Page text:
Jay Weichun: What sets the Vanderbilt Mausoleum apart from all of these other spaces on Staten Island is that it’s pretty much demolition proof. The Vanderbilt Mausoleum is on the National Registry of Historic Places. Ya know, I would say the Vanderbilts still would carry a little punch right… no one’s going to build over, or destroy, or otherwise uhh do away with a mausoleum right? That mausoleum is not going anywhere.

*sound of footsteps in the woods, eerie wind* I remember once, when I went with some of my friends to Vanderbilt. It was this one guy’s first time up on the roof and he said “ya know someone told me a kid fell off of this and died.” I think I wasn’t paying attention and said something like “yeah that doesn’t shock me,” and then I went back to trying to freak someone else out with the eerie graffiti up there.

And now I was floored when two different people I spoke to brought up this story, one was Jay and the other is Pat Salmon, a professor, author, and the retired Curator of History at the Staten Island Museum

*idle chatter in a café* Pat Salmon: Like 17 or 18 years ago, Alfred Vanderbilt III. Took a group of …wanted to take a group of historians and arts people up to the mausoleum. So he had gone ahead with the, with the man who had the key, which was Moravian Cemetery, to open the gate. So they opened the gate, they went up there and what did they find?

Pat Salmon: But they found this young man dead on the steps of the mausoleum, and nobody was really sure. Was it? Was it a suicide? Was it he was there partying or hanging out? Did he fall off by accident? But he was, he was dead and we had to reschedule because Alfred was like so shook up about the whole thing that we rescheduled and we had to go back about…I’m gonna say several weeks later we returned there and when we returned there, one end of the mausoleum to the other end was covered in graffiti

*gentle acoustic guitar* There’s a strange tragedy around some of the deaths at Vanderbilt. It seems like the worst is always assumed. Even the story Jay heard paints the deceased in a negative light.

Another example is of this is someone named Patricia Krischhock. In 1967, she was crushed by the iron gate that separates the Vanderbilt plot from the public cemetery. *A metal gate squeaks in the wind* A Times article I found says she was closing the gate after heading to the tomb, but Pat Salmon told me she heard a different story.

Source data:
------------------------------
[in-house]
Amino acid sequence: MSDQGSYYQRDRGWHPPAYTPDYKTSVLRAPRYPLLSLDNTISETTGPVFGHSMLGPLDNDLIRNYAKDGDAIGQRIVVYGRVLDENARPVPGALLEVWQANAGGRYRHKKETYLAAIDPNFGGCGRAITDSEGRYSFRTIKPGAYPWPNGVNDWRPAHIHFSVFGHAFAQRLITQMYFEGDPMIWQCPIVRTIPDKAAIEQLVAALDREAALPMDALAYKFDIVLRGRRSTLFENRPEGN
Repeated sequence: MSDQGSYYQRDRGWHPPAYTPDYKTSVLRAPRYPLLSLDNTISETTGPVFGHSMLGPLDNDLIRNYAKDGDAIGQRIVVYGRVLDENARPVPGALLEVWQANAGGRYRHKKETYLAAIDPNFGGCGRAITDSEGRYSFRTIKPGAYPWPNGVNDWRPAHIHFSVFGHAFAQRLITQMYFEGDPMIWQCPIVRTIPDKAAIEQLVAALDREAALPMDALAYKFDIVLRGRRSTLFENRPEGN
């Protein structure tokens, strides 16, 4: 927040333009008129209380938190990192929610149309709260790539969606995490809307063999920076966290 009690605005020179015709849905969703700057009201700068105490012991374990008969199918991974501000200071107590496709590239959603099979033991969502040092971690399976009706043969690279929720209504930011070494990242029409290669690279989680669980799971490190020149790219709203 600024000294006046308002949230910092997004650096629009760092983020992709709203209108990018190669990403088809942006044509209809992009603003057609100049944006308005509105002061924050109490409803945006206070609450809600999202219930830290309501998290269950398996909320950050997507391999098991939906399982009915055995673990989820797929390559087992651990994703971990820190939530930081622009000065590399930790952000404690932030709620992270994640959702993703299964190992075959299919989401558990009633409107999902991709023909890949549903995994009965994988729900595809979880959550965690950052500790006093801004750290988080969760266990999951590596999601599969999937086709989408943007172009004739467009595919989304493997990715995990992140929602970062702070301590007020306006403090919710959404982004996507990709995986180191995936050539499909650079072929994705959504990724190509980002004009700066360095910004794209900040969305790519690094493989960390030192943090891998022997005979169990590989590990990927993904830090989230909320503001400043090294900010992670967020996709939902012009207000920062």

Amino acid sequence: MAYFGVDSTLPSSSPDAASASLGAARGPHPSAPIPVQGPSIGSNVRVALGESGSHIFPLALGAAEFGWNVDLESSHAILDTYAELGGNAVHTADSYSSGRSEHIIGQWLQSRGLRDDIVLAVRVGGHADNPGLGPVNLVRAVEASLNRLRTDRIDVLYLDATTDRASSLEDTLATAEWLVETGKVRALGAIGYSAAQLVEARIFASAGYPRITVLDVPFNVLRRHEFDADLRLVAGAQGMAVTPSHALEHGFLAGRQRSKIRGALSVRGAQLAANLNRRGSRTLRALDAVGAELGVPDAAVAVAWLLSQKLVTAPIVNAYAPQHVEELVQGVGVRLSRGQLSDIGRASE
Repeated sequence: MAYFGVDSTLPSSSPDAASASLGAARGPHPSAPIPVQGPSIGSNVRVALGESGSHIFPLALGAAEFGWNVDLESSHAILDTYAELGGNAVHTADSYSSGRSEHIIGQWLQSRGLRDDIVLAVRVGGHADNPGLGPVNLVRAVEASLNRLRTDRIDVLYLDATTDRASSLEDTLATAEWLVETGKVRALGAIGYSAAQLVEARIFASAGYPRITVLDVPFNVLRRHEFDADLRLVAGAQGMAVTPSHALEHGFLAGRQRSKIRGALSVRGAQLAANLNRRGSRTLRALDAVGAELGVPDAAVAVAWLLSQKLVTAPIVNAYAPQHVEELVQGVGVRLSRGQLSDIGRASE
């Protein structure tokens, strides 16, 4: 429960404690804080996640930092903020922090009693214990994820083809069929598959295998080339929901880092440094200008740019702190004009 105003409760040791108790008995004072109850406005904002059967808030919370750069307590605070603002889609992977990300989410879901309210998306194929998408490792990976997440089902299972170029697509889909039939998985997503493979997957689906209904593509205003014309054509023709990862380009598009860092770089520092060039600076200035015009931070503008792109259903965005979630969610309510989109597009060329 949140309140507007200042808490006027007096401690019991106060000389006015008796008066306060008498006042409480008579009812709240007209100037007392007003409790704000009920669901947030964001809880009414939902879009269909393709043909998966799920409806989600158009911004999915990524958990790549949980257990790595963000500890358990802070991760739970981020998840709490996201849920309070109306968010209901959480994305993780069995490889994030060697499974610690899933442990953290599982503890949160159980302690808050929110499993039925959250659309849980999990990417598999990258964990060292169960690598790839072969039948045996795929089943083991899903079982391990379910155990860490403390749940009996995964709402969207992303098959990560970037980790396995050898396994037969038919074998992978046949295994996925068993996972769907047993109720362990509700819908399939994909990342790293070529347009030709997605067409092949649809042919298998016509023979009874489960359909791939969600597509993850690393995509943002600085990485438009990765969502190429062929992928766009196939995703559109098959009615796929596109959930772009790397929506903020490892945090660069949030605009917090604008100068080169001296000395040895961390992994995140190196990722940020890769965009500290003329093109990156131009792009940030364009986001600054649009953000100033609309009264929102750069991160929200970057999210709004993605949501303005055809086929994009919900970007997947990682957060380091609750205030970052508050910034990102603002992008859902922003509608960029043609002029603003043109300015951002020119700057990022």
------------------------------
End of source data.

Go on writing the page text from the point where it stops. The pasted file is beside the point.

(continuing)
She heard that Patricia was visiting a grave and saw the gate was open. She went over to fix it on her own, fearful it would hurt someone else and the gate fell on her. 

Learning about Patricia gave me pause. Me and my friends would come here after almost pushing each other into nearby ponds, and other goofy shit like that. And then finding out a few people potentially met their ends doing the same thing that I was doing could really lead to some soul searching. Why do so many people come here recreationally?

I figured, since me and some teens were already up on the roof, I’d ask them about the draw of places like this. *gentle acoustic guitar ends*


Nick Testa: We were in front of the whole memorial and now we walked up this path and now we’re at, we’re at where that domes at the top. We could see overhead, just where we were standing. Brian, don’t go up to the edge. Can we stand on this? Is this gonna collapse?

Mike Matteo: No, it’s not gonna collapse. It’s stone.

Nick Testa: I’m not, we’re only going like this far. I’m not like… Oh my God!

Brian Cincotta: Yeah. Cuz I, because since they’re like desolate areas, I find that, I find it like the vibes, I find it very peaceful and lonesome. Even though it’s lonesome. It could be very nice

Privacy is the big reason why I went to the mausoleum. Me and my friends, we wanted to get away and have a space that was just ours, at least as much as private property could be ours. One thing was always strange about Vanderbilt, and it wasn’t the constant possibility that you’d be running back to the fence line because you thought you heard groundskeepers coming to chase you out.